• Homeowner's Remedy for Road Construction Headaches
  • September 26, 2006 | Author: Vicki Giannacopoulos
  • Law Firm: McLennan Ross LLP - Edmonton Office
  • Road construction seems inevitable in the summer, and with it comes endless traffic and frustrated drivers. But drivers are not the only ones inconvenienced by road construction, as a recent Alberta Court of Appeal decision shows (Gravel v. City of Edmonton (2005 ABCA 374)).

    In 2004, the City of Edmonton acquired several houses along 99 Street so it could widen the road to improve traffic flow. Mr. Gravel lived next door to a house the City tore down. He claimed the widening of the road and removal of the neighbouring house led to a devaluation of his property. Mr. Gravel brought an action before the Alberta Land Compensation Board seeking damages from the City for the devaluation of his home as a result of increased noise, traffic, toxic fumes and shaking of his property. Section 534 of the Municipal Government Act  permits a person who has an interest in land to seek compensation from the municipality for loss or permanent lessening of use of the land caused by a public work or structure.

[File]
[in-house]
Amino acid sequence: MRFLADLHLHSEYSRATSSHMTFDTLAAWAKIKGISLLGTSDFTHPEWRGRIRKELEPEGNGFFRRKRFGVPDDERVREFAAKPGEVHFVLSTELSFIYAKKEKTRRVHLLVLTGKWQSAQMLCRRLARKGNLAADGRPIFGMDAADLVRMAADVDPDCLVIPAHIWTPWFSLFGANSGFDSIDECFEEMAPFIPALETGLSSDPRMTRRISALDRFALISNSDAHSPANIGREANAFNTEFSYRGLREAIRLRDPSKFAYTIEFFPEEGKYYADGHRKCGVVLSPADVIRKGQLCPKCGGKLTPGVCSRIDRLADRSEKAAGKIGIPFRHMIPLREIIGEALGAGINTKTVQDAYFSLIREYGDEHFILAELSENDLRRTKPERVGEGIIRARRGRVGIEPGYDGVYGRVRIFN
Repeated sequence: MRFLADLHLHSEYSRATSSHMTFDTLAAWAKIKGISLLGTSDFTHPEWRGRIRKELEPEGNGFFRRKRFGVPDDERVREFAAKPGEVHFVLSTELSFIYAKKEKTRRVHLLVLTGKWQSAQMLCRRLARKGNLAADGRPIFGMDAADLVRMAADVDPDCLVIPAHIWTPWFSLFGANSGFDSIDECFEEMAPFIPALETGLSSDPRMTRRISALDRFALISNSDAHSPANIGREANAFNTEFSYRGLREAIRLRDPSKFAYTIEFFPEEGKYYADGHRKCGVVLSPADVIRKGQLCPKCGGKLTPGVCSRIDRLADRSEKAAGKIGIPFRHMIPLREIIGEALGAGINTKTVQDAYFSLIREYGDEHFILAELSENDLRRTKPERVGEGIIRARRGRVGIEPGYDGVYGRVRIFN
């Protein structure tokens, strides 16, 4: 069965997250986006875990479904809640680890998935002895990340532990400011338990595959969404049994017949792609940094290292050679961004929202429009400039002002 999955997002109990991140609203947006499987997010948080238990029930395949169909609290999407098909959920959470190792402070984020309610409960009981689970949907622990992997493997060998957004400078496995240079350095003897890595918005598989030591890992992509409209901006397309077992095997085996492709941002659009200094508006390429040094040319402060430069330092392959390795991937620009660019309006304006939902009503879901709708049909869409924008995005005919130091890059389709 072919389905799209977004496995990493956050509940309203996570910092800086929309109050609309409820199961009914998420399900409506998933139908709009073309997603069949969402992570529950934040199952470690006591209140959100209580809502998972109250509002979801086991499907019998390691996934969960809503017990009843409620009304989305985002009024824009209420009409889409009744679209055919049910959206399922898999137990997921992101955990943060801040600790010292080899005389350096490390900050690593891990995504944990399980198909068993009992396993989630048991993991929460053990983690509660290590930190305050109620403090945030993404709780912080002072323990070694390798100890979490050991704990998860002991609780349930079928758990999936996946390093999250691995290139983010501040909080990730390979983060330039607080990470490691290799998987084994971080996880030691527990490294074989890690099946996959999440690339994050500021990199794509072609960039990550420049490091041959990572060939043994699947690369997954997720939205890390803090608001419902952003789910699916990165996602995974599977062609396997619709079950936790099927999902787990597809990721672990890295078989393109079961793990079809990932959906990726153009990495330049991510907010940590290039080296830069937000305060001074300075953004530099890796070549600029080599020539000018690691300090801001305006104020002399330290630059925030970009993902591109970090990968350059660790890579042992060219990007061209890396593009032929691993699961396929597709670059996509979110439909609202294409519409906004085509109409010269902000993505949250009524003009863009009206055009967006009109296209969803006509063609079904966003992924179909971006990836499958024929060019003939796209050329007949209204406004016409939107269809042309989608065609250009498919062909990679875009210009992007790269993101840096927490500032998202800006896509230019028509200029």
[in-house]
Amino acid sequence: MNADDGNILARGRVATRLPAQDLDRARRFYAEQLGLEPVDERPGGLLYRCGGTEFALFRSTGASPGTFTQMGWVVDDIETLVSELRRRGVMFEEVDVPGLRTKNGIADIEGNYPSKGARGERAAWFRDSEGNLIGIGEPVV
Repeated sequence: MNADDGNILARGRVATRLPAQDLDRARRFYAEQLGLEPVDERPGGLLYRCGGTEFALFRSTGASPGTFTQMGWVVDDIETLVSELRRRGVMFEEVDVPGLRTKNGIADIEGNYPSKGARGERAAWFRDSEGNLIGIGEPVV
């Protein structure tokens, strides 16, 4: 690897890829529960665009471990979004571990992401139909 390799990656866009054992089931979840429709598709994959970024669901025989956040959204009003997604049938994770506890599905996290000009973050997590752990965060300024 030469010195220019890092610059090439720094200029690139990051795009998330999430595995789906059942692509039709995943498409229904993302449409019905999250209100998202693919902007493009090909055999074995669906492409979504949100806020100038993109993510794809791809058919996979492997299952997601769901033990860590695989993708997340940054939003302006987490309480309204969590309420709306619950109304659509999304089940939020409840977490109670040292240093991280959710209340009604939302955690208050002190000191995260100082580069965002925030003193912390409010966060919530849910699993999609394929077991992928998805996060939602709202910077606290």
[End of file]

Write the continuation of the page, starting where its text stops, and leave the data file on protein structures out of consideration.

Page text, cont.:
The City argued that because Mr. Gravel’s property was still being used for its original purpose, as a residential property, no damage was suffered due to the road widening.

    The Alberta Land Compensation Board ruled in Mr. Gravel’s favour and awarded him $6,500 for permanent lessening of use of his property. The Board held that factors such as peace, clean air, safety and pleasantness of surrounding environment all affect the use of one’s home. The City of Edmonton appealed.

    The Court of Appeal upheld the Board’s decision. The Court assessed Mr. Gravel’s damages by having an expert value two similar properties, one next to a busy road and one some distance away. The damages were the difference between the value of the houses.

    Most Alberta cities are undergoing major infrastructure changes to accommodate growing populations. Homeowners should be aware of the avenues of recourse available to them, should their property be affected by these changes.